Thursday, July 17, 2014

Research Q of the Week: Starting a New Chapter After a Council Vacancy (7/16)

Question: Things are good. The sun is shining. The birds are chirping. But a councilmember just left their council seat and it feels like trouble is looming on the horizon.  Now what do we do?

Answer: First, some basics. A vacancy occurs when a councilmember resigns, moves from the city, or for any of the other reasons in Minnesota Statute § 351.02 can no longer serve. Once the position has been vacated, the council must use a resolution to declare the seat vacant and begin work to appoint a successor to the seat in accordance with Minnesota Statute § 412.02,subd. 2a. 

Many cities choose to openly advertise the vacancy to ensure that high quality candidates can be found and to eliminate any appearances of closed dealing. A successor can be any individual that is eligible to vote in a municipal election. After candidates have been found, the remaining members of the council vote to appoint a successor. If there is a tie vote, the mayor may appoint any qualified individual and is not limited to the list of successor candidates.

Yeah but, how long do they serve?
Minnesota law plainly requires the council to appoint a successor, but the law is less clear about how long the appointed successor will serve.  In some cases the appointee will complete the full length remaining in the vacated term, and in other cases the appointee will only complete part of the remaining term.  How can you know what to do? 

—Let's try a "choose your own adventure" tactic to get your answer. Please note that these scenarios assume that the vacated position was initially elected to a four-year term and that the word “councilmember” includes mayors.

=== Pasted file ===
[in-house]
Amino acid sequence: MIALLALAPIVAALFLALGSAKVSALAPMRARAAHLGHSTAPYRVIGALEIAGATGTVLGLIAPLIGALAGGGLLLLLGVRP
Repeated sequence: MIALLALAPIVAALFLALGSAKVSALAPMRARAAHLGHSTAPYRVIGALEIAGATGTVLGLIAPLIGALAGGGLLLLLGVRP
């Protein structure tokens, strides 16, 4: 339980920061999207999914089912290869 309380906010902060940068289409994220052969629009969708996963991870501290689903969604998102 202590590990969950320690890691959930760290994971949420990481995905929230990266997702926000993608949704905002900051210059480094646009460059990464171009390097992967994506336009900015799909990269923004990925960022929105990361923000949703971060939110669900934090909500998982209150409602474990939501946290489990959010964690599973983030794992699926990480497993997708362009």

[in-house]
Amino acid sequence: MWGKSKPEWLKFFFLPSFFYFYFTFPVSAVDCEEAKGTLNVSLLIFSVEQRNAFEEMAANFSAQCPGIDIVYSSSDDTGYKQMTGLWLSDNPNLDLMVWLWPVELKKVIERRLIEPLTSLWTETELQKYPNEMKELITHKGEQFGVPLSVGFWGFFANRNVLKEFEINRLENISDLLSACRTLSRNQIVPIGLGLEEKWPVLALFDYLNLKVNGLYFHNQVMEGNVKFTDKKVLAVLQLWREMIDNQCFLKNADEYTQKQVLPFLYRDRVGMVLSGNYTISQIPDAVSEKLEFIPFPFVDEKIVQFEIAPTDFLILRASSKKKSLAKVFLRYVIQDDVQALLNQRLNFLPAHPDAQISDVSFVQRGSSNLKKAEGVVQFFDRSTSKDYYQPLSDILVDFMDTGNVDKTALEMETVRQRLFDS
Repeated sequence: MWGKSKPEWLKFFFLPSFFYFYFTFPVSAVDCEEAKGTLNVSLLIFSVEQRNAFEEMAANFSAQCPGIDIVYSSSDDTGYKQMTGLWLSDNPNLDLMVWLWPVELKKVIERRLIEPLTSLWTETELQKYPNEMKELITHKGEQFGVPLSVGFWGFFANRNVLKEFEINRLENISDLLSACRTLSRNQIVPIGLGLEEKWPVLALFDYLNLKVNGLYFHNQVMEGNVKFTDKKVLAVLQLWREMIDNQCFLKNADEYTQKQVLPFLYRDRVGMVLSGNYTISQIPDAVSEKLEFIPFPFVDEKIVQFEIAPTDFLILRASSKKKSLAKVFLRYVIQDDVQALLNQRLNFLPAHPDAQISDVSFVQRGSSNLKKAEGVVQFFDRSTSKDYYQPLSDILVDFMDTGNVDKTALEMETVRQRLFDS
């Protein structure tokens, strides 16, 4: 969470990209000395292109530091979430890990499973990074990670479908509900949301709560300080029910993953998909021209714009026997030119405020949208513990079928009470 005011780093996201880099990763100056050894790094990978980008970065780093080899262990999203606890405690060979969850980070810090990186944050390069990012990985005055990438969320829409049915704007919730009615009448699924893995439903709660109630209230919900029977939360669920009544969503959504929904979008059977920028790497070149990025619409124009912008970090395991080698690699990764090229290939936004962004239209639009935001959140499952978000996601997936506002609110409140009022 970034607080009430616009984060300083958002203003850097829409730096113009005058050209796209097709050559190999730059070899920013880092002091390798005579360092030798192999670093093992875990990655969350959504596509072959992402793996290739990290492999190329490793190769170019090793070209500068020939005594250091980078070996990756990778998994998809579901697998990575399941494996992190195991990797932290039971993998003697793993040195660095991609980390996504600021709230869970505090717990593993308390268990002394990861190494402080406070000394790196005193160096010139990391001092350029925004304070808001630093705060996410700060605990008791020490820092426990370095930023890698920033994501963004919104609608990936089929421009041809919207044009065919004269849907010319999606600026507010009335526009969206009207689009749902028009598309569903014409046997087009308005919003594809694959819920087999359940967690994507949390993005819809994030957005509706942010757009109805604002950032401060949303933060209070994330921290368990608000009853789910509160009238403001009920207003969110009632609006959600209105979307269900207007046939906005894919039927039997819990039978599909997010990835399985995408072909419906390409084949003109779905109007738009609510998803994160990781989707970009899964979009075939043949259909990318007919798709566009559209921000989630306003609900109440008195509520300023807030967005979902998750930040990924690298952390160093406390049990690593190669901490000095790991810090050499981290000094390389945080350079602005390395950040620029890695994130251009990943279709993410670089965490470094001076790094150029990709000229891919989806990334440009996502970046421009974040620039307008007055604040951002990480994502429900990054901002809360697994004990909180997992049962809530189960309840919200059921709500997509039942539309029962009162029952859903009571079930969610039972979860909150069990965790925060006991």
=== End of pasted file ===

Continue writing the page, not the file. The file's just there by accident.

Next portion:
Was your vacancy ...

During the first year?
Then: Council appoints a successor to temporarily fill the position.  The city must also hold a special election at or before the next municipal election to elect a successor.  The appointee holds the position until the elected successor qualifies, at which point the elected successor will complete the remaining term.

During the second year?
Then: Council appoints a successor to fill the position and, depending upon when the vacancy occurred, there might or might not need to be a special election.  This is determined by the date a vacancy occurs in relation to the first day to file an affidavit of candidacy in the next municipal election. … Got that? Here’s a tip: this date changes slightly from year to year, but is generally between late May and late July depending upon whether or not the city has a primary election. For 2014, that date is May 20 for cities with a primary election and July 29 for cities without a primary election.

If the vacancy occurs before the first day to file an affidavit of candidacy then the appointee will serve temporarily until an elected successor qualifies after winning a special election at or before the next municipal election.  The elected successor will complete the remaining term. 

If the vacancy occurs on or after the first day to file an affidavit of candidacy then there does not need to be a special election and the appointee will complete the remaining two years of the term. 

During the third or fourth year?
Then: Council appoints a successor to fulfill the remainder of the term. 

For cities in which the mayor has a two-year term, an appointee may complete the remaining term without a special election.

So go enjoy the rest of your day. Vacancies happen, but Minnesota cities have a process in place to handle them, rain or shine.

For more information, check out the League’s Calendar of Important Dates, Cities Special Elections memo, or contact the Research Department.
Written by Jake Saufley. Contact the League's Research and Information Service staff by emailing research@lmc.org, or by calling (651) 281-1200 or (800) 925-1122.

This blog post conveys general information. It’s not legal advice. Please check with your city attorney before acting on this information. 


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